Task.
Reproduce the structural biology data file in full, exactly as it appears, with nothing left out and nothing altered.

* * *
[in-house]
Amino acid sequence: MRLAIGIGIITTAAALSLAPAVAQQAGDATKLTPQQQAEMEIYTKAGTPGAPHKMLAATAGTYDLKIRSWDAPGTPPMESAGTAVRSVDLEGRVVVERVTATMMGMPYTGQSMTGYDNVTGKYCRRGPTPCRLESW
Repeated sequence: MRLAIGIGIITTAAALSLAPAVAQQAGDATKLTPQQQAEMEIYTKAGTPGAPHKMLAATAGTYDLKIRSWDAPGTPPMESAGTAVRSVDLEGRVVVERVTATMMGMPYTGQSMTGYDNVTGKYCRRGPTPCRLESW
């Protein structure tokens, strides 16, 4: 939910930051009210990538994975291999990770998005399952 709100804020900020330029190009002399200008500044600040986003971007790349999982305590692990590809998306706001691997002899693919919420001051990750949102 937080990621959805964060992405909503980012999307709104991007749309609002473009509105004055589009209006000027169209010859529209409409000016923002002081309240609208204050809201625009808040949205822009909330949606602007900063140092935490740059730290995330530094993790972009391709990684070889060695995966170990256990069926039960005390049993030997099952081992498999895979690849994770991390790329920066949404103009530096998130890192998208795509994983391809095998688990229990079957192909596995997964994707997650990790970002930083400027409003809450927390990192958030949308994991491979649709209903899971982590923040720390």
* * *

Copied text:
[in-house]
Amino acid sequence: MRLAIGIGIITTAAALSLAPAVAQQAGDATKLTPQQQAEMEIYTKAGTPGAPHKMLAATAGTYDLKIRSWDAPGTPPMESAGTAVRSVDLEGRVVVERVTATMMGMPYTGQSMTGYDNVTGKYCRRGPTPCRLESW
Repeated sequence: MRLAIGIGIITTAAALSLAPAVAQQAGDATKLTPQQQAEMEIYTKAGTPGAPHKMLAATAGTYDLKIRSWDAPGTPPMESAGTAVRSVDLEGRVVVERVTATMMGMPYTGQSMTGYDNVTGKYCRRGPTPCRLESW
């Protein structure tokens, strides 16, 4: 939910930051009210990538994975291999990770998005399952 709100804020900020330029190009002399200008500044600040986003971007790349999982305590692990590809998306706001691997002899693919919420001051990750949102 937080990621959805964060992405909503980012999307709104991007749309609002473009509105004055589009209006000027169209010859529209409409000016923002002081309240609208204050809201625009808040949205822009909330949606602007900063140092935490740059730290995330530094993790972009391709990684070889060695995966170990256990069926039960005390049993030997099952081992498999895979690849994770991390790329920066949404103009530096998130890192998208795509994983391809095998688990229990079957192909596995997964994707997650990790970002930083400027409003809450927390990192958030949308994991491979649709209903899971982590923040720390």